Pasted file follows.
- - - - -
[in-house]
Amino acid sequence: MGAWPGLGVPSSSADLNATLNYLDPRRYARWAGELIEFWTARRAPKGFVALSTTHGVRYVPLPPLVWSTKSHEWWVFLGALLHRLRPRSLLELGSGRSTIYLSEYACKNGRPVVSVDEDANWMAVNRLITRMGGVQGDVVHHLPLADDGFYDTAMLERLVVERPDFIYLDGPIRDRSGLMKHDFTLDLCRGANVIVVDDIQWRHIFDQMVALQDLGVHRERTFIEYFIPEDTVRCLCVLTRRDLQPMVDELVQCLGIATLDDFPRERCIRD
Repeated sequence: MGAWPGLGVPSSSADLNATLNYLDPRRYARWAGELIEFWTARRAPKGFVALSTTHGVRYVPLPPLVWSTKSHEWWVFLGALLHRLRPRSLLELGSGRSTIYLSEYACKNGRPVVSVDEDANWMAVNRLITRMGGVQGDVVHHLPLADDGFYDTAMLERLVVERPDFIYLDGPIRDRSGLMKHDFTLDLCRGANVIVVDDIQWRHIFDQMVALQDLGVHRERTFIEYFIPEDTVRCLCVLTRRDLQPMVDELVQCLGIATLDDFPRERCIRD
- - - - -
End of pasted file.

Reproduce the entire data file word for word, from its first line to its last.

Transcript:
[in-house]
Amino acid sequence: MGAWPGLGVPSSSADLNATLNYLDPRRYARWAGELIEFWTARRAPKGFVALSTTHGVRYVPLPPLVWSTKSHEWWVFLGALLHRLRPRSLLELGSGRSTIYLSEYACKNGRPVVSVDEDANWMAVNRLITRMGGVQGDVVHHLPLADDGFYDTAMLERLVVERPDFIYLDGPIRDRSGLMKHDFTLDLCRGANVIVVDDIQWRHIFDQMVALQDLGVHRERTFIEYFIPEDTVRCLCVLTRRDLQPMVDELVQCLGIATLDDFPRERCIRD
Repeated sequence: MGAWPGLGVPSSSADLNATLNYLDPRRYARWAGELIEFWTARRAPKGFVALSTTHGVRYVPLPPLVWSTKSHEWWVFLGALLHRLRPRSLLELGSGRSTIYLSEYACKNGRPVVSVDEDANWMAVNRLITRMGGVQGDVVHHLPLADDGFYDTAMLERLVVERPDFIYLDGPIRDRSGLMKHDFTLDLCRGANVIVVDDIQWRHIFDQMVALQDLGVHRERTFIEYFIPEDTVRCLCVLTRRDLQPMVDELVQCLGIATLDDFPRERCIRD